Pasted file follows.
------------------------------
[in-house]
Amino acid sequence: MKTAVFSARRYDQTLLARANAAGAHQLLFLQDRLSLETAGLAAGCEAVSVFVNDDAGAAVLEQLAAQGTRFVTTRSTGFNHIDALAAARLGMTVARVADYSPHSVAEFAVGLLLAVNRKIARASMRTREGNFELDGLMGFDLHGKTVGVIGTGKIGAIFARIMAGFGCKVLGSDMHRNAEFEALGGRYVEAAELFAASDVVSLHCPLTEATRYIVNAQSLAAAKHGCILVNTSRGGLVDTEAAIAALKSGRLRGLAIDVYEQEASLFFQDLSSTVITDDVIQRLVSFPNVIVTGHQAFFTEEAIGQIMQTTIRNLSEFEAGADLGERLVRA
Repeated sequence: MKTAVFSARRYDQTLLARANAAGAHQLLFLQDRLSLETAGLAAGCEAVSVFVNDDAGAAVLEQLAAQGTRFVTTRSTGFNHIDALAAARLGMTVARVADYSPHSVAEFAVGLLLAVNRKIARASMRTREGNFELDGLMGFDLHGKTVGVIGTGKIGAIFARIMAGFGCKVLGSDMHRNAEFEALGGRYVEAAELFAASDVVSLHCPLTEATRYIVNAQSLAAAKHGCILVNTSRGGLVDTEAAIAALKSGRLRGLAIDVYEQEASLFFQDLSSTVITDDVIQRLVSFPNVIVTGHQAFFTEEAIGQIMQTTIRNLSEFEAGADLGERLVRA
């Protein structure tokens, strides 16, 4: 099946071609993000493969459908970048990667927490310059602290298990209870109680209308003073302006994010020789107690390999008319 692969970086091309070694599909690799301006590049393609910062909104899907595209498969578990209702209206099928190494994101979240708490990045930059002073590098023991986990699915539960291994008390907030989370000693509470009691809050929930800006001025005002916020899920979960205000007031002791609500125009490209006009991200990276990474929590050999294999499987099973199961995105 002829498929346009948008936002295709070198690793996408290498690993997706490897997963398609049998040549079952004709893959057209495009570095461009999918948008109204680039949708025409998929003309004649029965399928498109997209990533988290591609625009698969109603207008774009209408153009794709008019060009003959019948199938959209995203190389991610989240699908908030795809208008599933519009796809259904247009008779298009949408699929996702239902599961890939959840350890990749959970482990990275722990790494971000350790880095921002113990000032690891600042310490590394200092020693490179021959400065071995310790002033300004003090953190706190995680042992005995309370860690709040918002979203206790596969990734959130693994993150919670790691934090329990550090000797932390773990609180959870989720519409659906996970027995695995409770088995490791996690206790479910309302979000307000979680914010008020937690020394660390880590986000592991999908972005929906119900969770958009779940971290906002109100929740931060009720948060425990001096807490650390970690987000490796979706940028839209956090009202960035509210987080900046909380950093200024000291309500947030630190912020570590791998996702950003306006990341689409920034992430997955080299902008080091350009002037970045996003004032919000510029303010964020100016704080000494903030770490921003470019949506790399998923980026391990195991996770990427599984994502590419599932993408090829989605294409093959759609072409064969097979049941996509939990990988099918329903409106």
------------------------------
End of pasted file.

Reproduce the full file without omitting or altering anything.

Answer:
[in-house]
Amino acid sequence: MKTAVFSARRYDQTLLARANAAGAHQLLFLQDRLSLETAGLAAGCEAVSVFVNDDAGAAVLEQLAAQGTRFVTTRSTGFNHIDALAAARLGMTVARVADYSPHSVAEFAVGLLLAVNRKIARASMRTREGNFELDGLMGFDLHGKTVGVIGTGKIGAIFARIMAGFGCKVLGSDMHRNAEFEALGGRYVEAAELFAASDVVSLHCPLTEATRYIVNAQSLAAAKHGCILVNTSRGGLVDTEAAIAALKSGRLRGLAIDVYEQEASLFFQDLSSTVITDDVIQRLVSFPNVIVTGHQAFFTEEAIGQIMQTTIRNLSEFEAGADLGERLVRA
Repeated sequence: MKTAVFSARRYDQTLLARANAAGAHQLLFLQDRLSLETAGLAAGCEAVSVFVNDDAGAAVLEQLAAQGTRFVTTRSTGFNHIDALAAARLGMTVARVADYSPHSVAEFAVGLLLAVNRKIARASMRTREGNFELDGLMGFDLHGKTVGVIGTGKIGAIFARIMAGFGCKVLGSDMHRNAEFEALGGRYVEAAELFAASDVVSLHCPLTEATRYIVNAQSLAAAKHGCILVNTSRGGLVDTEAAIAALKSGRLRGLAIDVYEQEASLFFQDLSSTVITDDVIQRLVSFPNVIVTGHQAFFTEEAIGQIMQTTIRNLSEFEAGADLGERLVRA
């Protein structure tokens, strides 16, 4: 099946071609993000493969459908970048990667927490310059602290298990209870109680209308003073302006994010020789107690390999008319 692969970086091309070694599909690799301006590049393609910062909104899907595209498969578990209702209206099928190494994101979240708490990045930059002073590098023991986990699915539960291994008390907030989370000693509470009691809050929930800006001025005002916020899920979960205000007031002791609500125009490209006009991200990276990474929590050999294999499987099973199961995105 002829498929346009948008936002295709070198690793996408290498690993997706490897997963398609049998040549079952004709893959057209495009570095461009999918948008109204680039949708025409998929003309004649029965399928498109997209990533988290591609625009698969109603207008774009209408153009794709008019060009003959019948199938959209995203190389991610989240699908908030795809208008599933519009796809259904247009008779298009949408699929996702239902599961890939959840350890990749959970482990990275722990790494971000350790880095921002113990000032690891600042310490590394200092020693490179021959400065071995310790002033300004003090953190706190995680042992005995309370860690709040918002979203206790596969990734959130693994993150919670790691934090329990550090000797932390773990609180959870989720519409659906996970027995695995409770088995490791996690206790479910309302979000307000979680914010008020937690020394660390880590986000592991999908972005929906119900969770958009779940971290906002109100929740931060009720948060425990001096807490650390970690987000490796979706940028839209956090009202960035509210987080900046909380950093200024000291309500947030630190912020570590791998996702950003306006990341689409920034992430997955080299902008080091350009002037970045996003004032919000510029303010964020100016704080000494903030770490921003470019949506790399998923980026391990195991996770990427599984994502590419599932993408090829989605294409093959759609072409064969097979049941996509939990990988099918329903409106």